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PROVIDENCE REEL. AKA – “The Providence.” AKA and see "Rossport Reel (The)," "Cooney's Reel." Irish, Reel. D Major. Standard tuning (fiddle). AABB (Cranitch, Mallinson, Miller & Perron): AA'BB' (Alewine). A distinctive tune in D major that begins, however, with an emphatic E (suggesting an A major chord). The “Providence Reel” title honors Providence, Rhode Island. The alternative title, "The Rossport Reel," is a nod to Rossport, Co. Mayo, home place of button accordionist, fiddler and music teacher John McGrath (1900–1955). According to McGrath's nephew Vincent (a fine button accordionist and composer in his own right), it was composed by his uncle and was also among the tunes the elder McGrath submitted to Boston-based button accordionist Jerry O'Brien for the 1950 book "Irish Folk Dance Music." The book, however, explicitly credits McGrath as the composer of only one: John McGrath's Composition." McGrath, who spent most of his life in New York, was originally an accordion player until he lost some fingers on his right hand, and only then turned to the fiddle. His many students included New Yorkers Luke O'Malley (button accordion) and Dan and Kathleen Collins (fiddlers).
Vincent McGrath's claim of authorship for his uncle has been challenged by those (including Lad O'Beirn'e's son James) who believe the tune was created when Sligo fiddle greats Michael Coleman, Lad Beirne and Martin Wynne were booked to play a wedding for a Lyons family of Providence. They are supposed to have played it that same day. The late Danny O’Donnell, a Donegal fiddler who spent some time with Lad O'Beirne's circle in New York, maintained, however, that Coleman and Long Island fiddler Louis Quinn simply renamed the tune on a trip to Providence.
According to discographer Philippe Varlet, the tune was played in the 1970s by fiddlers Sean Ryan and Aggie Whyte. The first commercial recording was by New York fiddler Paddy Reynolds (under the "Providence" tiltle) on the 1971 Rego Irish Records LP "Sweet and Traditional Music of Ireland." Paddy's setting was subsequently transcribed for Perron and Miller's 1977 "Irish Traditional Fiddle Music" but the first publication as "The Providence Reel" appears to have been in vol. 2 of "Music from Ireland (Bulmer & Sharpley ,1974).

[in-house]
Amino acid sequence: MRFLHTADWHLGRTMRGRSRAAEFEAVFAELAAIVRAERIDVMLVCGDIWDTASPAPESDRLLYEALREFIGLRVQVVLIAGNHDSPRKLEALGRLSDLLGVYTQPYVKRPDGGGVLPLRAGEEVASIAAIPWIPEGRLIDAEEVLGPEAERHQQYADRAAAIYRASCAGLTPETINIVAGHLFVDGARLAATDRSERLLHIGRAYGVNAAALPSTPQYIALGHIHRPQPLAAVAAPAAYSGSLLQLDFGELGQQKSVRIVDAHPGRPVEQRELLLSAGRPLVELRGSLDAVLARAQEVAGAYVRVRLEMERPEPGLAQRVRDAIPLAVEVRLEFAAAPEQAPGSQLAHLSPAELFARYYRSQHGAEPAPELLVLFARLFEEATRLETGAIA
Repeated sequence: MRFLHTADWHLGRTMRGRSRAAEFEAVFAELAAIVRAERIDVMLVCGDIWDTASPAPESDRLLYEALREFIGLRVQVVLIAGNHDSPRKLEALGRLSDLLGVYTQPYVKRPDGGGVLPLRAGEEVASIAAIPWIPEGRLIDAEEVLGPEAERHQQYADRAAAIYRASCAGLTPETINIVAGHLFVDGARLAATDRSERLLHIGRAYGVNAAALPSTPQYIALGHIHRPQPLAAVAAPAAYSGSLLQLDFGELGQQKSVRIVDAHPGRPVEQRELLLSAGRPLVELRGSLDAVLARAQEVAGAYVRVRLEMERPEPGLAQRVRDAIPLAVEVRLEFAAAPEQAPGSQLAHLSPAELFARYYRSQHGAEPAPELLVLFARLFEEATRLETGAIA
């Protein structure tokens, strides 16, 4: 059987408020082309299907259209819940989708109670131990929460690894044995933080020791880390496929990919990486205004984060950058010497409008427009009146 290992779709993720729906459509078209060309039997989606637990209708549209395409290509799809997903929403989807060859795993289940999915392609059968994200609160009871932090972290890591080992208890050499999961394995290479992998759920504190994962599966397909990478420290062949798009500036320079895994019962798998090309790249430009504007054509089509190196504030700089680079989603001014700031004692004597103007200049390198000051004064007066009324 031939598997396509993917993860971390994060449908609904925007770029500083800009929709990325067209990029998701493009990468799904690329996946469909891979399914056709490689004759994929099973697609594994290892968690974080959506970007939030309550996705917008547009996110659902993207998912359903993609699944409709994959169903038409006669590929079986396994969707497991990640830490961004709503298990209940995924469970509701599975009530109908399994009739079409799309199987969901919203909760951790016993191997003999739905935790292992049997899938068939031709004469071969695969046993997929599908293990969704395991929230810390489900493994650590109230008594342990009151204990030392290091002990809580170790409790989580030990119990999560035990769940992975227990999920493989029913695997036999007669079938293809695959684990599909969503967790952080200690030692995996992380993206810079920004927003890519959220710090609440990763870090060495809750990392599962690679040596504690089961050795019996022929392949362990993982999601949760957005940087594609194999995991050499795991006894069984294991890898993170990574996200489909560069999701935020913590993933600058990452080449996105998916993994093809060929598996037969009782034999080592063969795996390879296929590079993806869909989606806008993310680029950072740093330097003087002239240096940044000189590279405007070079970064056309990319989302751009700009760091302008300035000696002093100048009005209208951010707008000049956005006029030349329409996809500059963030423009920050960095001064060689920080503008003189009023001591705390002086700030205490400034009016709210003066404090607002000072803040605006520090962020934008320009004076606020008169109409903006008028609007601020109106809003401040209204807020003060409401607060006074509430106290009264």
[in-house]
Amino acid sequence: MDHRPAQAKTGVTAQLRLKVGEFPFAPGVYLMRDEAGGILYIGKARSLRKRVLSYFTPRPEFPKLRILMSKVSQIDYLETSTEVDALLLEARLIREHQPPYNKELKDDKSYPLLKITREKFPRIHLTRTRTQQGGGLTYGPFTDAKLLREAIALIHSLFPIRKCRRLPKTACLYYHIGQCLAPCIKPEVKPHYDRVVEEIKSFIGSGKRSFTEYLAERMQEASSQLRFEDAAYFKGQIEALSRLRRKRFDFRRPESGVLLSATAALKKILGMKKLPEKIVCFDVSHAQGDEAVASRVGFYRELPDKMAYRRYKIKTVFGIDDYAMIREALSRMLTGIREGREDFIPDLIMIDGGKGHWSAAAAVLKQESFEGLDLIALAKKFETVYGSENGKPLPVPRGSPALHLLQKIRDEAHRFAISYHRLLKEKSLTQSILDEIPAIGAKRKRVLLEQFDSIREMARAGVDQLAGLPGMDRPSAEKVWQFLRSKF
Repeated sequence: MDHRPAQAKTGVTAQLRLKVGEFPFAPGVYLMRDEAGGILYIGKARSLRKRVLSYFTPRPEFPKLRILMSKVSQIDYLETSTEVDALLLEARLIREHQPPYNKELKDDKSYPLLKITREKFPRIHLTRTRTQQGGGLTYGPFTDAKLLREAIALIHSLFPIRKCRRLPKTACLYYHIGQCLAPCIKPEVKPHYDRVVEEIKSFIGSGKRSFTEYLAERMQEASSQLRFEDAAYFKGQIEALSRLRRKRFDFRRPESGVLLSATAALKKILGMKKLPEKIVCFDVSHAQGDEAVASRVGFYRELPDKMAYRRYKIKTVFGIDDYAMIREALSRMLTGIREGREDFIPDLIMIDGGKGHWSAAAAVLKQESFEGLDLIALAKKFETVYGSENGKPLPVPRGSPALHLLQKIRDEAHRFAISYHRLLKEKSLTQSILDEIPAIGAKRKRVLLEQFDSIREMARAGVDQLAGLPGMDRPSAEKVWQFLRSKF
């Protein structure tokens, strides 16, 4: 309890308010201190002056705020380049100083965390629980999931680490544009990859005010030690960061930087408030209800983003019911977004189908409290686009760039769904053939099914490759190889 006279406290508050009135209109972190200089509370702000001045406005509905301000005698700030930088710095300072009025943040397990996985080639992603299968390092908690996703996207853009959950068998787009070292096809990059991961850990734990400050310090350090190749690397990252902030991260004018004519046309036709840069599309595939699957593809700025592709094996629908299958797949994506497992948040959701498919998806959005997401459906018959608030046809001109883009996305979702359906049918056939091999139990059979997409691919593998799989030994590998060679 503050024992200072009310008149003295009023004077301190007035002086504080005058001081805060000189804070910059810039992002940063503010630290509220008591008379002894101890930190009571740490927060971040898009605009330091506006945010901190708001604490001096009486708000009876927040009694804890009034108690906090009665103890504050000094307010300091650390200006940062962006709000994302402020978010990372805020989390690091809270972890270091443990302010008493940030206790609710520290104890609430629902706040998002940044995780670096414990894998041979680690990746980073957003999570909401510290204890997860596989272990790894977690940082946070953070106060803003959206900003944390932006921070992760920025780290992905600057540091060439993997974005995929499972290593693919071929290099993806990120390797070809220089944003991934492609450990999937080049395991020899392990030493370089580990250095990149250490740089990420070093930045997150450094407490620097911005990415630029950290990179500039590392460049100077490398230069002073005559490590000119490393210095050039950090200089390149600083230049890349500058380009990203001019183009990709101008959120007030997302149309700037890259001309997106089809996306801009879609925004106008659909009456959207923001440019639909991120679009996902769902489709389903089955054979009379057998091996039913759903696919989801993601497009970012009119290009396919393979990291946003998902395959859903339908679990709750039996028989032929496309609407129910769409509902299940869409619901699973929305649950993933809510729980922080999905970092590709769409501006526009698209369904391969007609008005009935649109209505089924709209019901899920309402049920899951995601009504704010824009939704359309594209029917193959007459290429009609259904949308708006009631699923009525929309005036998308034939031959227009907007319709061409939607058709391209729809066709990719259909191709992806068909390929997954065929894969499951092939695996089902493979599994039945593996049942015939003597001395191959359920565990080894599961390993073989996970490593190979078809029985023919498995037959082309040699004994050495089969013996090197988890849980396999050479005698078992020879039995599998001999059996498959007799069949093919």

Source for notated version: Paddy Reynolds (1920–2005, Staten Island, New York) [Miller & Perron, Mulvihill]; .
Printed sources: Alewine (Maid that Cut Off the Chicken's Lips), 1987; p. 29. Bulmer & Sharpley (Music from Ireland, vol. 2), 1976; No. 19. Cranitch (The Irish Fiddle Book), 1996; No. 51, p. 145. Mallinson (100 Essential), 1995; No. 45, p. 20. Miller & Perron (Irish Traditional Fiddle Music), 1977; vol. 1, no. 6. Miller & Perron (Irish Traditional Fiddle Music), 2nd Edition, 2006; p. 99 (two versions). Mulvihill (1st Collection), 1986; No. 90, p. 24. Treoir, vol. 38, No. 3 & 4, 2006; p. 34.
Recorded sources: Cló Iar-Chonnachta Records, CICD 148, Mick Conneely – “Selkie” (2001). Coleman Music Center CHC 009, fiddler Fred Finn – “The Coleman Archive, vol. 2: The Home Place” (2005. Various artists). Green Linnet Records SIF 1058, Matt Molloy & Sean Keane - "Contentment is Wealth" (1985). Kells Music, Paddy Reynolds – “Atlantic Wave.” Ossian OSS 5, Matt Cranitch – “Take a Bow.” Ossian OSS CD 130, Sliabh Notes – “Along Blackwater’s Banks” (2002). Rego, Paddy Reynolds - “Sweet and Traditional.” Tara CD 4011, Frankie Gavin – “Fierce Traditional.” Varrick VR-038, Yankee Ingenuity - "Heatin' up the Hall" (1989). Marcas O'Murchu – “O Bheal go Beal.” Glenside and Kilfenora Ceili Bands – “Songs, Jigs and Reels.”